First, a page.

Office manager: Job description



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Office manager: Job description



As an office manager you are the glue that sticks all the different departments of a business together. It is your job to make sure the business runs smoothly.

The nature of an office manager's work depends on the type and size of business, but your typical 'to do' list will probably include:

- Control of office budgets

- Arranging travel, meetings and appointments

- Ordering stationery, office equipment and furniture

- Organising office maintenance and repair

- Supervising and monitoring the work of clerical and secretarial staff

- Completing payroll paperwork and timesheets

- Discussing problems with staff

- Reporting to management to review office performance

- Reviewing and updating the company's health and safety policy, and arranging checks

- Organising and leading induction programmes for new joiners.

 

Hours and environment

You'll basically work 9am to 5pm, unless it's a particularly busy time in the office. It's an office based role, so it is rare that you will be asked to travel overseas or overnight. It's a full-time, busy job, so unfortunately there aren't too many flexible working opportunities out there.

Skills and interests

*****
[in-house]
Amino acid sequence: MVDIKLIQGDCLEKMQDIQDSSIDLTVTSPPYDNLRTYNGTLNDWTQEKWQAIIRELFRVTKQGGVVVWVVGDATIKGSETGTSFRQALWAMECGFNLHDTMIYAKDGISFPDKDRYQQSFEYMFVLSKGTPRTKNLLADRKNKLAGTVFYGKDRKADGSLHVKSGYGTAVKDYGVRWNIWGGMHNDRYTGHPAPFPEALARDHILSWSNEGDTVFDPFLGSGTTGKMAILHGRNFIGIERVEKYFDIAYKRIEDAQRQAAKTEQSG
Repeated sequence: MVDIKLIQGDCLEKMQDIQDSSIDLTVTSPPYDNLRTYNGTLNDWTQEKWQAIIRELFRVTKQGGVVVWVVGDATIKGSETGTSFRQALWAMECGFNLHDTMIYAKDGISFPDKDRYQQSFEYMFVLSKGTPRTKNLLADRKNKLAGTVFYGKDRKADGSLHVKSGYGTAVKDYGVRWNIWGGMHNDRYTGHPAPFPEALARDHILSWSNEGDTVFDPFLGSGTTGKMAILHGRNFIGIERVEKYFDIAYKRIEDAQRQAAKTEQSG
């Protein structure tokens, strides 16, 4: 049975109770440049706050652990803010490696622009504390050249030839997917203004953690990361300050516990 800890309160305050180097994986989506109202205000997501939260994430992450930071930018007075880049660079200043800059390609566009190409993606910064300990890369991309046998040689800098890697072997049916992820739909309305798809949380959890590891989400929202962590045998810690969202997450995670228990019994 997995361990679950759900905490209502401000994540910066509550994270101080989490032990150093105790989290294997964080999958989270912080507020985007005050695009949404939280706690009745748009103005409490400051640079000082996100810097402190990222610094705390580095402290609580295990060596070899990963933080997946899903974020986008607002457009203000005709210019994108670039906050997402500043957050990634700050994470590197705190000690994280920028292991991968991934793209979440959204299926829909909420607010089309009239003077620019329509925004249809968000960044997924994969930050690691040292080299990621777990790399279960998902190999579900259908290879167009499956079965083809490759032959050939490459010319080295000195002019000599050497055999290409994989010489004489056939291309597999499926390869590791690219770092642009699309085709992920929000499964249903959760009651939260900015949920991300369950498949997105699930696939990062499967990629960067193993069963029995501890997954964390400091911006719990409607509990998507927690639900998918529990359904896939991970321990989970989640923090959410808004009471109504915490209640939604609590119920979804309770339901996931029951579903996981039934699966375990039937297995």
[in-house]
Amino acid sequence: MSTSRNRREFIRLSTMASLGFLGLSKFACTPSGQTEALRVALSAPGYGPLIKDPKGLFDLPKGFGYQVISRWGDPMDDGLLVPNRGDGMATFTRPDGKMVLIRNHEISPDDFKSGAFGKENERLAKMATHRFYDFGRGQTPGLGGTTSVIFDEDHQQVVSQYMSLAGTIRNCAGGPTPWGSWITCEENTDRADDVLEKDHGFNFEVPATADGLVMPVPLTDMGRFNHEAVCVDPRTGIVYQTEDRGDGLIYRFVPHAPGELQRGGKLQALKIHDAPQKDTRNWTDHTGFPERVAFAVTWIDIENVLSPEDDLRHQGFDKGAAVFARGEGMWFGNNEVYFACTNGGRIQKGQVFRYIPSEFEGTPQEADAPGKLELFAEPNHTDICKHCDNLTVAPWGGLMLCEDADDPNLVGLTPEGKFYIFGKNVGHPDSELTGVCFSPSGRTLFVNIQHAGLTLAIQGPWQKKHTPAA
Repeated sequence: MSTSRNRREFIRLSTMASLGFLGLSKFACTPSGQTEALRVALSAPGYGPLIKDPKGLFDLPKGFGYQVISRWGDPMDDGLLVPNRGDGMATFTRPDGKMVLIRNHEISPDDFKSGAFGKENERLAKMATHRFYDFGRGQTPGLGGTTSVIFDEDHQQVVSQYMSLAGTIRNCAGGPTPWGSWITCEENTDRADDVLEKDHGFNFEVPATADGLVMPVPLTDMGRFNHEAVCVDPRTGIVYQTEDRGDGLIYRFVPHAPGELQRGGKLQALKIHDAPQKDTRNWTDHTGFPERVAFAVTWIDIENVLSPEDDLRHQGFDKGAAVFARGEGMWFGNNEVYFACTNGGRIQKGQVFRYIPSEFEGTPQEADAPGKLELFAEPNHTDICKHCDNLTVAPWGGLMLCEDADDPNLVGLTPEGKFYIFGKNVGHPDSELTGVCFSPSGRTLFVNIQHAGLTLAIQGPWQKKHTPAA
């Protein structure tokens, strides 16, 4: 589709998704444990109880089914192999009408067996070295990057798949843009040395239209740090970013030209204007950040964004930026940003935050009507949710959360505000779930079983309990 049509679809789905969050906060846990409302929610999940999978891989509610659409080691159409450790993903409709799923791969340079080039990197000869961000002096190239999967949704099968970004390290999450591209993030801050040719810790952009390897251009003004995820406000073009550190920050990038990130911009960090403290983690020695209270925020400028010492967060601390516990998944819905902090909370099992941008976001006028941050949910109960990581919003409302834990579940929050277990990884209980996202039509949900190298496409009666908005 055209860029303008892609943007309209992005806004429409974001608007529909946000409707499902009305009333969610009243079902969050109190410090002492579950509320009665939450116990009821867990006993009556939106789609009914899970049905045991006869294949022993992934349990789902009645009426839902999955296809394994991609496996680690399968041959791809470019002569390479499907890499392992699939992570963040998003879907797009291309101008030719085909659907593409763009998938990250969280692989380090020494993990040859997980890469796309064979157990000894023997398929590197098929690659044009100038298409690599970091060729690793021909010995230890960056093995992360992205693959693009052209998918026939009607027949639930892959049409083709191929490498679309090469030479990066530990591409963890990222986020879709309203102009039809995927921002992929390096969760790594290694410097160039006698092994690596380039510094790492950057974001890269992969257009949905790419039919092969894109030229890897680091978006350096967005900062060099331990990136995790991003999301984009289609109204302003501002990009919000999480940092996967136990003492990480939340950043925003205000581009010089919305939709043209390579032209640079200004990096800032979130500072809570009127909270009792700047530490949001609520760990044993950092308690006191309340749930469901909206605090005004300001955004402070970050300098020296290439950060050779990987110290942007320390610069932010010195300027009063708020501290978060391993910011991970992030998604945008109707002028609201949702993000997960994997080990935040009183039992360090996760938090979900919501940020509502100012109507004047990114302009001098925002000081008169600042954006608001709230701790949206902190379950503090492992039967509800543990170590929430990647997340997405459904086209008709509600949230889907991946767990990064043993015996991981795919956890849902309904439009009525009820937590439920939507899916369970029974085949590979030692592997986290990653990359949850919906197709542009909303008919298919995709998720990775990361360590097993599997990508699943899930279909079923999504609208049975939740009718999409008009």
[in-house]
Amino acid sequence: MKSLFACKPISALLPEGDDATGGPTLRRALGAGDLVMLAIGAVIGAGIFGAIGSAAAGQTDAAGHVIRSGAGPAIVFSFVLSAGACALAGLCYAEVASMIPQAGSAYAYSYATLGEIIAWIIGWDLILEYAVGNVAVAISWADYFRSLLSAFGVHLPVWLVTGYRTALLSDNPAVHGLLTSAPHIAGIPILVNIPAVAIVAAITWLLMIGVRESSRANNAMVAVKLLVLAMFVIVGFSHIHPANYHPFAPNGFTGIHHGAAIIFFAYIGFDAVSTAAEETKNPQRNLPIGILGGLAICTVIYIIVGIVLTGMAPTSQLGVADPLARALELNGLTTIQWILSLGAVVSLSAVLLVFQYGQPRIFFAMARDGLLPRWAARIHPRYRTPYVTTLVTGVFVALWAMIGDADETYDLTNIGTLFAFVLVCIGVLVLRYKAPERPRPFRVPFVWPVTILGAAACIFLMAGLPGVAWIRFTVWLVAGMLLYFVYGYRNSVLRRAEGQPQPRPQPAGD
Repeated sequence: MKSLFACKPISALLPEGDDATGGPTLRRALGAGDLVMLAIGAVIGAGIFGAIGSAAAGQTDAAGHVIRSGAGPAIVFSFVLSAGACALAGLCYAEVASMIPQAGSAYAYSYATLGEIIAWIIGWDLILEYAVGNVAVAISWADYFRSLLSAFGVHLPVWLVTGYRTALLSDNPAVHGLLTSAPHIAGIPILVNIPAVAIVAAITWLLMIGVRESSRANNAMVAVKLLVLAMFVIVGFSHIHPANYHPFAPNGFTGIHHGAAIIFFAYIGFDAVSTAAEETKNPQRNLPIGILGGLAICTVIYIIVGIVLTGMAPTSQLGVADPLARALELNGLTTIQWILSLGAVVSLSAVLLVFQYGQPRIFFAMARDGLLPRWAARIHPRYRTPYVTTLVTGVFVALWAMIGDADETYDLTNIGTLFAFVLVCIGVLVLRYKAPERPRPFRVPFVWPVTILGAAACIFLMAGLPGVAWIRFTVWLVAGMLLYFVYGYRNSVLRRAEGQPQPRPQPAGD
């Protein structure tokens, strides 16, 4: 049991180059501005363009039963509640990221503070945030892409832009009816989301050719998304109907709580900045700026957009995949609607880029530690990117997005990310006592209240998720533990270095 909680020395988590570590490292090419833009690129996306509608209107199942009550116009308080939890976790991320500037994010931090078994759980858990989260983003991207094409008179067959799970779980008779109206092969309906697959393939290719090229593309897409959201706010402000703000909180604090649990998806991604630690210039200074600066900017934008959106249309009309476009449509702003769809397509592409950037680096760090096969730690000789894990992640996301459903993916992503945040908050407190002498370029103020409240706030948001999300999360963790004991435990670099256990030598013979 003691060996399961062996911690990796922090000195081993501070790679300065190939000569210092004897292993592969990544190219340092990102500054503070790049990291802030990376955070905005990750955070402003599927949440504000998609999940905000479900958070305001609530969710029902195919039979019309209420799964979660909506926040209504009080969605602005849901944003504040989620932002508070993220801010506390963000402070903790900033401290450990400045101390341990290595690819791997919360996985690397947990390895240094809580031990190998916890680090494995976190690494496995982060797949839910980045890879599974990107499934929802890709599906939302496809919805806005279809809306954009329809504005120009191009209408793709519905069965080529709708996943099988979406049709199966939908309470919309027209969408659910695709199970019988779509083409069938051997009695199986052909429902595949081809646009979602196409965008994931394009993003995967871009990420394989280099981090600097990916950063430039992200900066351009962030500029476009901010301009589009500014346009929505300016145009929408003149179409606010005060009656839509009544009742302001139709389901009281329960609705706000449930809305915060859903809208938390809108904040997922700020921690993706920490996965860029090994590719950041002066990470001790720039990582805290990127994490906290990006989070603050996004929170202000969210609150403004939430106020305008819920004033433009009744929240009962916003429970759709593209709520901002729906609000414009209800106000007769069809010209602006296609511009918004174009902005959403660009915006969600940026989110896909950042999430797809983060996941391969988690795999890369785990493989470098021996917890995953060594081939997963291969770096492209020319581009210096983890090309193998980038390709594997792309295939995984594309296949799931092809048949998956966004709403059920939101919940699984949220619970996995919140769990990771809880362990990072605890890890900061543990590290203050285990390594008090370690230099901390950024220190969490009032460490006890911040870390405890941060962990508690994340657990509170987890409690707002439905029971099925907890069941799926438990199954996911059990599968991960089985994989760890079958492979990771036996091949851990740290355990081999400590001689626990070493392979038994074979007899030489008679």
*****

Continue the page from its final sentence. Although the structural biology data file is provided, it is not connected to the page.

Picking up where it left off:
The role involves working with everyone in the business and balancing lots of different needs and tasks so, apart from being tireless, the most important skills you can demonstrate are a good way with people and great organisational abilities.

An efficient office manager must be good at the following:

Good written skills

Good at problem-solving

Confident project management

Good at multi-tasking

Are reliable

Confident with IT and the basic office software packages (Word,

Excel, PowerPoint etc.)

Show good initiative

Entry

Work experience is really important no matter what your background. Even graduates will need a couple of years' office experience before being considered for the role.

Not all degrees or qualifications are equal. It may increase your chances if your qualification is in a business, computing or management type subject.

Training

When you first walk in the door you'll be given some in-house training. This usually covers office systems and procedures and will get you familiar with the office layout.

Once you've settled in your employer should arrange some appropriate training to help you develop and take on more responsibility. This might include courses in:

Health and safety

Project management

IT courses

Supervision/management

You may be asked to take a diploma in subjects like finances, personnel or office management. A larger company should fund these courses for you but a smaller company's training budgets probably won't stretch that far.

Opportunities

You'll get lots of opportunities to take on more responsibilities, particularly in the first five years or so. From managing more people to organising and leading more training and taking a more senior role in decision-making.

Promotion usually involves becoming a member of the management team or head of a department. It is also quite common to combine two roles. For example taking on the role of finance or personnel manager as well as your existing office manager duties.

 



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